As a parent, you should always watch your baby’s every laugh, cry, and other activities that are connected to his well-being. But there are signs of a problem that can be a little more difficult to detect.
Bowel movements, for example, can change a lot over the course of your baby’s life. If your baby seems to be straining or if the diaper is filled with hard pellets, these are signs that your little one is not moving as much as they should be and are suffering from constipation.
Signs of Constipation
If your baby exclusively consumes breast milk, he or she may not have a bowel movement every day since often, all the nutrients are absorbed by the body. Babies who take breast milk only never become constipated.
But it is different for formula-fed babies. They may have up to three to four bowel movements in a day or a bowel movement every few days. Normal bowel movement in babies vary, but it is greatly affected by the type of milk they take and what specific foods they consume.
Keep an eye on these common signs of constipation on your little one:
- Infrequent bowel movements
- Straining or hard, clay-like stools
- Blood in the stool
- Firm belly
- Refusal to eat
How to Treat Your Baby’s Constipation
If you notice any of these signs of constipation, there are several strategies to give your baby relief. Here are some tips on how to get your baby’s bowels run smoothly again.
Switch Up the Milk
If your baby is breastfed, try and adjust his diet. Your baby may be sensitive to something that you are eating, which is causing constipation. If you have a bottle-fed baby, change the type of formula you are using until constipation clears.
Use Solid Foods
There are some solid foods that cause constipation, but there are also others that can help improve it. If your baby is already eating solid foods, try and add high-fiber foods like broccoli, prunes, pears, peaches, and skinless apples.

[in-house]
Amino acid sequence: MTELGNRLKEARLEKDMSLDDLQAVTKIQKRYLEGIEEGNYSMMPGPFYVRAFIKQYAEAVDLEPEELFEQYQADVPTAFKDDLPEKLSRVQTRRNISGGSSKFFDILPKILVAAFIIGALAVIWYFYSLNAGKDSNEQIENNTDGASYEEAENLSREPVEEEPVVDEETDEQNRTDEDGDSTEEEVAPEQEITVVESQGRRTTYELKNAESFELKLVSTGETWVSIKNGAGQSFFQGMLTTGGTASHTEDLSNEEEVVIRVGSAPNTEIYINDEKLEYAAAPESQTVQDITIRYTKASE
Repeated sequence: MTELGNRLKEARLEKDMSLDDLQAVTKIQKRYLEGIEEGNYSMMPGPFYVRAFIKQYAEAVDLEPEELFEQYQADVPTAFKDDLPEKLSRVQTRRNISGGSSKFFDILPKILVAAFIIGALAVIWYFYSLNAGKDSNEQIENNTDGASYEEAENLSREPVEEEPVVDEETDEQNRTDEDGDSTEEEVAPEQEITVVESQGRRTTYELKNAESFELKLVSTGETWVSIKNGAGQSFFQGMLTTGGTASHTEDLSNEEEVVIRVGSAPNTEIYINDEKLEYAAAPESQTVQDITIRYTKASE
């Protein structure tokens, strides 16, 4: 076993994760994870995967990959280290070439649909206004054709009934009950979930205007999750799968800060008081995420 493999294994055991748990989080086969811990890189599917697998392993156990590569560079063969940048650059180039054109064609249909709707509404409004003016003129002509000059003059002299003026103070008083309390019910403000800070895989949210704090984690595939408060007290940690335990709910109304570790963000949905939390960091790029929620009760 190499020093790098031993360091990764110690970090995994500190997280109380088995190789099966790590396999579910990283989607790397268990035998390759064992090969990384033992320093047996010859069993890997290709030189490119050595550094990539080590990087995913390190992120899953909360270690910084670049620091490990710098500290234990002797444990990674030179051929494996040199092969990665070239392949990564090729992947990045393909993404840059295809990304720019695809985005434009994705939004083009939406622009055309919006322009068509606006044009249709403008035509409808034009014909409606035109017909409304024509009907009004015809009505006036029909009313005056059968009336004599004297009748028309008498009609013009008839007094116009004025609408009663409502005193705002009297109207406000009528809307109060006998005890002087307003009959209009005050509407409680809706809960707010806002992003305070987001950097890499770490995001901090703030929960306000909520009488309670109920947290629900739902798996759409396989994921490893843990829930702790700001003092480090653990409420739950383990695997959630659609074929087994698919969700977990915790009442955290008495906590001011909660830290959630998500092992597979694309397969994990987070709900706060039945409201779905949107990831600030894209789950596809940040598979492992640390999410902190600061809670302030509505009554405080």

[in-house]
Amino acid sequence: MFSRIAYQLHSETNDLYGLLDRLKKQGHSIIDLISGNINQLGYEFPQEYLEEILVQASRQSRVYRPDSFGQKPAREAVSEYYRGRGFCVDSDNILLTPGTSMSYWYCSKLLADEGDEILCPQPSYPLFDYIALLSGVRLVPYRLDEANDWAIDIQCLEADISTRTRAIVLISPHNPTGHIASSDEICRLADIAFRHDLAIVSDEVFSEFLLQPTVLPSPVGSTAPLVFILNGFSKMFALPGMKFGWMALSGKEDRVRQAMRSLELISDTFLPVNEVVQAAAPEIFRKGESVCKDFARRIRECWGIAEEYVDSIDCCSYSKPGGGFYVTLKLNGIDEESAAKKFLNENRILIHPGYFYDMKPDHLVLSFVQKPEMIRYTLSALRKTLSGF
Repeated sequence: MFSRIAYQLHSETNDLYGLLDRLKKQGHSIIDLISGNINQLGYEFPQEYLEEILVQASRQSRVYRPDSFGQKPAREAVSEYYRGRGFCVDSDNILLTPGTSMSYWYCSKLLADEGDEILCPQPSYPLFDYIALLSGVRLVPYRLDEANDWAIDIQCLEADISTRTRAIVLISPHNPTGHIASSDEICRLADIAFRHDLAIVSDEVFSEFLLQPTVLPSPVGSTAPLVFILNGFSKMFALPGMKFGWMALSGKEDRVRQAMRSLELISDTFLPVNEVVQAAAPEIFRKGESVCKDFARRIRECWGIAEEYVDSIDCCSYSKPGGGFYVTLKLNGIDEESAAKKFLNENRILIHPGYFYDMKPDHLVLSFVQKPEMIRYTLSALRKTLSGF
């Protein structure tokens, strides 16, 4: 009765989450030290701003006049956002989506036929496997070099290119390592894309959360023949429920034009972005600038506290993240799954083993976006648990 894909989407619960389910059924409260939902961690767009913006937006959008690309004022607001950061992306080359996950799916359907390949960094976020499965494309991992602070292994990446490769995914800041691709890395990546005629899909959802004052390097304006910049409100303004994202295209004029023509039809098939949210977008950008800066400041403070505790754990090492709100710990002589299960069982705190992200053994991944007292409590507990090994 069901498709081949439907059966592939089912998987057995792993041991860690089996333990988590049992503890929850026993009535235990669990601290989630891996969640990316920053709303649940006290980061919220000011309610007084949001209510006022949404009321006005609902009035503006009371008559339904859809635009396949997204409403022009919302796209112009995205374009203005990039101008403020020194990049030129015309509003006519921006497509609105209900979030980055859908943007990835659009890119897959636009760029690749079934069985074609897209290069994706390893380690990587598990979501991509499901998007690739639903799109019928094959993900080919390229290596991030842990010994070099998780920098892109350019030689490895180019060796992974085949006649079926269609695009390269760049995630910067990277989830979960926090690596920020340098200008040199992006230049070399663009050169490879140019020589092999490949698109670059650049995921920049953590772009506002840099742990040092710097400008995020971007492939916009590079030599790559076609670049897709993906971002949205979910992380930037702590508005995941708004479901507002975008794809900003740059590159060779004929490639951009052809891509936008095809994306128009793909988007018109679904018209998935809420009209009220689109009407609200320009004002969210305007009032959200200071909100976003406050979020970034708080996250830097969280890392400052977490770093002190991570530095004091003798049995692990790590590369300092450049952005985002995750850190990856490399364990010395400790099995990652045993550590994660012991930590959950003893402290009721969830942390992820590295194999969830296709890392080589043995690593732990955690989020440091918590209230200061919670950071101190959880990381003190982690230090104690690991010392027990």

Instead of using puffed rice or refined cereal, use cooked grains like oats, barley or quinoa. Whole grain bread, bran cereals, and crackers can add a lot of bulk to the stool which can clear constipation.
Puree the Food
If your baby is over six months and has not made the transition to solid foods, try to puree the food. Fruits and vegetables have a lot of natural fiber that will add bulk to your baby’s stool.
Increase Water Consumption
Proper hydration is important for regular bowel movements. Whether your baby is breast or water fed, if your baby is showing signs of constipation, give him or her an additional two to four ounces of water after each feeding to help bowels flush properly.
Give Fruit Juice
Fruit juice like prune is a natural laxative while apple or pear juice can work well to relieve minor constipation. Since babies can quickly develop a preference for juice due to its sweetness, only use full strength juices when your little one is constipated. To avoid gassiness, start slowly by using less than two ounces of juice after feedings.
Give your baby bicycle legs. Making your baby’s body move can get the bowels moving too. Place your infant on his back in front of you. Start lifting up his legs and move them in a circular motion to mimic the motions of peddling a bicycle. These movements can release the pressure in the abdomen and get things going in the right direction.
Massage the Tummy Area
Place your hand on the baby’s belly button and using clockwise motion, massage the tummy area in bigger circles.
Give a Warm Bath
A warm bath can soothe almost anyone. It can help your baby relax, allowing the body to let go of what he’s been holding in. While drying your baby, it is also the perfect time to massage the tummy area.
Use a Glycerin Suppository
Before you use a glycerin suppository, consult with your pediatrician regarding how much you need to use. Depending on the baby’s age, size, and how long he has been constipated, the doctor may recommend using 1/4 to one whole suppository. Using these alternatives can cause a bowel movement within 15 to 30 minutes.
If you are still confused or concerned, do not hesitate to call your child’s doctor. In most cases, your baby’s constipation can clear on its own or with a natural treatment.